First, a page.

One of the truths of our media environment is that everything can be faked. Fake accounts, fake Amazon reviews, fake Instagram likes, fake videos…It’s all possible, and usually available for a pretty low price.
Here’s a new form of digital deception to be aware of: fake music-streaming stats. The Norwegian newspaper Dagens Næringsliv published a yearlong investigation into Tidal, the streaming service owned by Jay-Z. It found that Tidal inflated streaming numbers for music from Beyoncé and Kanye West, among other artists. In an emailed statement to BuzzFeed News, Tidal CEO Richard Sanders said, “We reject and deny the claims that have been made by Dagens Næringsliv.” (You can read the full statement below.)
We reached out to one of the authors of the investigation, Markus Tobiassen, to learn more about the mysterious world of music streaming manipulation.
Streaming services are a relatively new way to listen to music and they’re not always forthcoming with their data. When did you first become suspicious of Tidal?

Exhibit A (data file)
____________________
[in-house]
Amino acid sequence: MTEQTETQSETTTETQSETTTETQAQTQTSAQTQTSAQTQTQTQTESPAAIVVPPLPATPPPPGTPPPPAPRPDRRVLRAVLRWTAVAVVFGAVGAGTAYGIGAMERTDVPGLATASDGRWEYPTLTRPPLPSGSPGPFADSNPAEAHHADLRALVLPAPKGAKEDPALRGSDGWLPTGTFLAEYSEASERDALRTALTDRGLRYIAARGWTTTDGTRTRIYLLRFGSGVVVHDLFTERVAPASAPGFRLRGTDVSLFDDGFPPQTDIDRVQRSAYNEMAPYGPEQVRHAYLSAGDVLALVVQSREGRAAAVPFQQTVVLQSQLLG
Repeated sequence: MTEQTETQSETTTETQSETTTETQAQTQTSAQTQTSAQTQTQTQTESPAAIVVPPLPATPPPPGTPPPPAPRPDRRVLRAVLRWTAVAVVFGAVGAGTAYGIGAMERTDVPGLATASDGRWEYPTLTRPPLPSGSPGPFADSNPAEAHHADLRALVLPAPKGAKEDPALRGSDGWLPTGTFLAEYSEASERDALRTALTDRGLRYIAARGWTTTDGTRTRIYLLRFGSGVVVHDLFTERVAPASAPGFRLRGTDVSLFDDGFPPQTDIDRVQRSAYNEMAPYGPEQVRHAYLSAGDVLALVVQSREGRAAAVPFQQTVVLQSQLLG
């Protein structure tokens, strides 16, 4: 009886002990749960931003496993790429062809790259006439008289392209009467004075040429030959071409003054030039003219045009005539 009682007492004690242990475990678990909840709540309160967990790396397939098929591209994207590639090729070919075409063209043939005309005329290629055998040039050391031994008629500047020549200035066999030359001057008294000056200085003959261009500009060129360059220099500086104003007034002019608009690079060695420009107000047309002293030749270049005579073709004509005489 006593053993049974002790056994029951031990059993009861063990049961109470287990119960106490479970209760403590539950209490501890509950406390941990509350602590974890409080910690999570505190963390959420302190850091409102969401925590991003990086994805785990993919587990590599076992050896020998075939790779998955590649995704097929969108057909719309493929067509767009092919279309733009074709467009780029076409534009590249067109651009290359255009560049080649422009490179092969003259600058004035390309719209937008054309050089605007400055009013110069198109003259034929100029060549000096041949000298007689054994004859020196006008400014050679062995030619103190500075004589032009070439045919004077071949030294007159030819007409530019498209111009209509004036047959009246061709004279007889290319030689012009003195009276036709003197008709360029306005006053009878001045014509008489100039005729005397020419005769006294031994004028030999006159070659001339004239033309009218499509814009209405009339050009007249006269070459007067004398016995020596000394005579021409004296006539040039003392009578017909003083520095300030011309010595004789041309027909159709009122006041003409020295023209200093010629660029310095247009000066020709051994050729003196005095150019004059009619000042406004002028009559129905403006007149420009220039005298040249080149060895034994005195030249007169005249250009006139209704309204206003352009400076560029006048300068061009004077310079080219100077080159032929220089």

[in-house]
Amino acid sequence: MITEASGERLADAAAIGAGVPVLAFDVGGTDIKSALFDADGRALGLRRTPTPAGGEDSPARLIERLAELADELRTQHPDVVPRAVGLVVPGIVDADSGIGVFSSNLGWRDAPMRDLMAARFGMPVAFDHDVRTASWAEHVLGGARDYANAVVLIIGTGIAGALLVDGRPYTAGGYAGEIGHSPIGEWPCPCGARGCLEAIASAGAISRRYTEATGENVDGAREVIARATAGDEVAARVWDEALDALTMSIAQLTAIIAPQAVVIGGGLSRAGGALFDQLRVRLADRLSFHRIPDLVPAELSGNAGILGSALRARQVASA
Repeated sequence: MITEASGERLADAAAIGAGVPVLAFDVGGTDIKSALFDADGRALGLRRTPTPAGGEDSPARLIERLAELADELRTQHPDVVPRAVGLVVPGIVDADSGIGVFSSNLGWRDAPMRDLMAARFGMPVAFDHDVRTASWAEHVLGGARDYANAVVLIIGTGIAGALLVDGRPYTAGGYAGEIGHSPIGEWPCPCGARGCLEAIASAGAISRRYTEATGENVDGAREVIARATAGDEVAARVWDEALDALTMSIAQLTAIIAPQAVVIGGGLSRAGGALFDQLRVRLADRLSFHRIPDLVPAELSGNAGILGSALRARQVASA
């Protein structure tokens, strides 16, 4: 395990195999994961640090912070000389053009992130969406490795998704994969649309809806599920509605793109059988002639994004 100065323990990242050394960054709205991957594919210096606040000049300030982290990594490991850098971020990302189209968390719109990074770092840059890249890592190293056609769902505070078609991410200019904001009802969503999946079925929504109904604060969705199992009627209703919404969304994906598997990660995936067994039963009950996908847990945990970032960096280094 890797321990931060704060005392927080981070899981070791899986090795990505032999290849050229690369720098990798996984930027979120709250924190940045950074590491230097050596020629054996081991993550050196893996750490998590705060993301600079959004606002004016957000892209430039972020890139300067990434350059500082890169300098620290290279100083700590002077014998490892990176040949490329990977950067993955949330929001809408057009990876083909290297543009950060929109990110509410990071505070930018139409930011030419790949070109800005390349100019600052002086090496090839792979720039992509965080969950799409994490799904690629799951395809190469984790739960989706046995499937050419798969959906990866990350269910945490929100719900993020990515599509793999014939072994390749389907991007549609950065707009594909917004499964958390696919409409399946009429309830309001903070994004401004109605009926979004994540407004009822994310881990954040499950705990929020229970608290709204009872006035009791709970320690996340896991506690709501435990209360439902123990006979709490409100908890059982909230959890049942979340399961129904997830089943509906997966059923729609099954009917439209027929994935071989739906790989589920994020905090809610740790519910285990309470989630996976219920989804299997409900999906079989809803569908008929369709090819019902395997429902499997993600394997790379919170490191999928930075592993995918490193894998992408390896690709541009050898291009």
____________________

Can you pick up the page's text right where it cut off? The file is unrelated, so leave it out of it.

Markus Tobiassen: Back in March 2016, two things happened within 24 hours: First, Tidal put out a press release on the day of the first anniversary of its relaunch, saying the service had amassed 3 million “members” and that Kanye West’s The Life of Pablo had been streamed 250 million times in its first 10 days.
Then DN broke a story that Jay-Z’s lawyers had sent a legal notice to the former owners of Tidal saying they had a right to claim compensation. Among the reasons given by the lawyers was the claim that the subscription count was “greatly…